Prospect Notebook: Jerry Sands Could Be a Good In-Season Addition For the Pirates
A few weeks ago I wrote about how Jerry Sands was struggling all around, and how there were no silver linings to his game. He wasn’t hitting right-handers or left-handers. He wasn’t hitting for power. It wasn’t a home/road split, or a situation where you could point to the most recent games with hope that he was turning things around.
Now? There are a few silver linings. In fact, there are outright positive signs.
On the season, Sands has a really disappointing .186/.313/.307 line in 140 at-bats. That’s largely due to his month of April when he had a .145/.235/.171 line with just two extra base hits in 75 at-bats. He’s shown improvements in the month of May, leading to an .864 OPS in 64 at-bats.
It started by hitting left-handers. Sands has always hit lefties well, and used that advantage to begin breaking out of his slump. On the season he now has a .233 average and an .825 OPS in 30 at-bats against lefties. That’s not a huge sample size, but considering his success against left-handers in the past, I wouldn’t doubt that it reflects his ability.
The more encouraging sign recently has been that Sands is starting to hit right-handers. About a week ago he had a .416 OPS against right-handers. Now that’s up to a .560 OPS in 110 at-bats. Two things about that. One is that the number is still really low. Two is that we’re still early in the season where a few good games can cause a big jump. That’s pretty much what has happened with Sands.
In his last two games, Sands has hit two homers, both coming off right-handers. He’s starting to show power all around, with six extra-base hits in his last six games, with most of those coming against right-handers. In his last ten games he’s hitting for a .294/.415/.706 line in 34 at-bats, with the high slugging percentage due to the recent power.
The Pirates don’t have a huge need for an outfielder, since Travis Snider and Jose Tabata have both performed well at times this year. That said, they could use an outfielder who can hit left-handers. Snider and Tabata haven’t done a good job in that department, while Sands has been excellent in his career. If he continues his recent trends, especially against lefties, then Sands could emerge as a strong second half addition to the 25-man roster, hopefully setting up a platoon in the outfield that works just as well as the current first base platoon.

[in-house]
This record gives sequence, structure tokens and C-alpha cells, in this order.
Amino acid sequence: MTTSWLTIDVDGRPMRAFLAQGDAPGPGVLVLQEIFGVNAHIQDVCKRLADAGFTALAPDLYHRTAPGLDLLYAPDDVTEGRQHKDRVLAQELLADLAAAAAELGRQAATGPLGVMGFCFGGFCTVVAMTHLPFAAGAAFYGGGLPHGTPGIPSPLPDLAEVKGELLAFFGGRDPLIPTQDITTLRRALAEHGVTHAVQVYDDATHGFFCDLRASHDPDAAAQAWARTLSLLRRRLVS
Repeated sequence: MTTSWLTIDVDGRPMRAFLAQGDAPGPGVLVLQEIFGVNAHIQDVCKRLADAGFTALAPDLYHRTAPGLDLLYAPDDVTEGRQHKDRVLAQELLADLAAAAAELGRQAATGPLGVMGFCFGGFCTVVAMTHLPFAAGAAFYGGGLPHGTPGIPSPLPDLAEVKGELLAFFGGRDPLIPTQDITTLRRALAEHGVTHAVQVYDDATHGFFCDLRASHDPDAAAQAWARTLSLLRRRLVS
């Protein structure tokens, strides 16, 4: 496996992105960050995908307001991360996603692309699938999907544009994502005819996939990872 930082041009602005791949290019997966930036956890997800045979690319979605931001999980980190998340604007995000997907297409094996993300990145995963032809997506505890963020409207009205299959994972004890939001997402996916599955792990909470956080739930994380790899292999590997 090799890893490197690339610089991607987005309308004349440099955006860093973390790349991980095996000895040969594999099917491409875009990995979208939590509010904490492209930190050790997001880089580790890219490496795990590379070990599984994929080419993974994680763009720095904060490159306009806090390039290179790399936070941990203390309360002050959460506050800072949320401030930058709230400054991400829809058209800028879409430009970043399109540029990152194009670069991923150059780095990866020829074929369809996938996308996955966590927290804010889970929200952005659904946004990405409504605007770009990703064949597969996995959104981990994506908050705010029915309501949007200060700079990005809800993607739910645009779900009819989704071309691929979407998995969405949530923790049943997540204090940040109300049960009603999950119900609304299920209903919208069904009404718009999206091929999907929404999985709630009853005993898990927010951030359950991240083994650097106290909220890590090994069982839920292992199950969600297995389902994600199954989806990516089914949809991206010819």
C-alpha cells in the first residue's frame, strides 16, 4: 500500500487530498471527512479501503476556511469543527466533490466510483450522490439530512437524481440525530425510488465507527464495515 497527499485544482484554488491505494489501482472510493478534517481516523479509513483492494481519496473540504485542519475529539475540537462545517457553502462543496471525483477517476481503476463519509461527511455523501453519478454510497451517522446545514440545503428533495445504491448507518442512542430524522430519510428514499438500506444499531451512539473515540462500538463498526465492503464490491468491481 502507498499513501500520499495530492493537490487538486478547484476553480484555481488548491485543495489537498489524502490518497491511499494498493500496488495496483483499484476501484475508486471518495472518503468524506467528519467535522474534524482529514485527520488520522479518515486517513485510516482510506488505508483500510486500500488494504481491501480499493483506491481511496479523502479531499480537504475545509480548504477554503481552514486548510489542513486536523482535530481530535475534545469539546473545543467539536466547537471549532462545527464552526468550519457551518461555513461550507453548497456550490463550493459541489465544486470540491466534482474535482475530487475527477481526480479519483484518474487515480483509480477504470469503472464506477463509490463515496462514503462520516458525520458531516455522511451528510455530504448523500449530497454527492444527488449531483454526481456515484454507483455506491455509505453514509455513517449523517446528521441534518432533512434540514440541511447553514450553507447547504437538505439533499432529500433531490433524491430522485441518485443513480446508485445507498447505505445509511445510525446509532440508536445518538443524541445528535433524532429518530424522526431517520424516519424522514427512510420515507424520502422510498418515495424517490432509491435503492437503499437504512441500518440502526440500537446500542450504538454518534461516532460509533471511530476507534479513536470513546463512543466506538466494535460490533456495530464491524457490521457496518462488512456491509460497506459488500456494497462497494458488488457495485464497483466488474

Pirates Have Lefty Relief Depth
The bullpen in the majors has been great as an overall unit this year. On an individual level, not every player has been good. Tony Watson came into the year as the top lefty in the bullpen, but has largely struggled. The emergence of Justin Wilson to take his place as the top lefty have over-shadowed Watson’s issues.
In the last week Watson has only pitched once, when he threw two shutout innings against Houston last Thursday. Prior to that he had gone six straight appearances where he gave up a run, giving him runs in seven of his last eight appearances. Watson has been seen warming up in the bullpen, so he’s been available. But he’s hardly an option you can trust this year.
The Indians have several left-handed pitchers who are performing well, giving them a few options to replace Watson if the struggles continue.
Andy Oliver - He’s looking a lot like Justin Wilson, with a 2.87 ERA in 53.1 innings, thanks to 35 hits and 60 strikeouts in that span. The downside is that he has 39 walks. Oliver might be better in the rotation, at least until Jeff Karstens and Charlie Morton are healthy. At this point if someone in the majors goes down, he’s the only option.
Kris Johnson - He has a 3.80 ERA in 42.2 innings as a starter, with a 33:16 K/BB ratio. Johnson may be better out of the bullpen. He’s gone from being upper level depth to being a sleeper middle reliever in the last year, fueled by a strong performance in the Dominican Winter League.
Mike Zagurski - He was one of the last cuts from major league camp, after having an impressive Spring. Zagurski has carried that over to Triple-A with a dominant run. He has a 2.29 ERA in 19.2 innings over 17 appearances, with an impressive 34:8 K/BB ratio.
Watson has two option years remaining, so the Pirates could send him down to Triple-A to get some work if necessary. Of the three pitchers, only Oliver is on the 40-man roster, meaning the Pirates would have to make some room to add one of the other guys.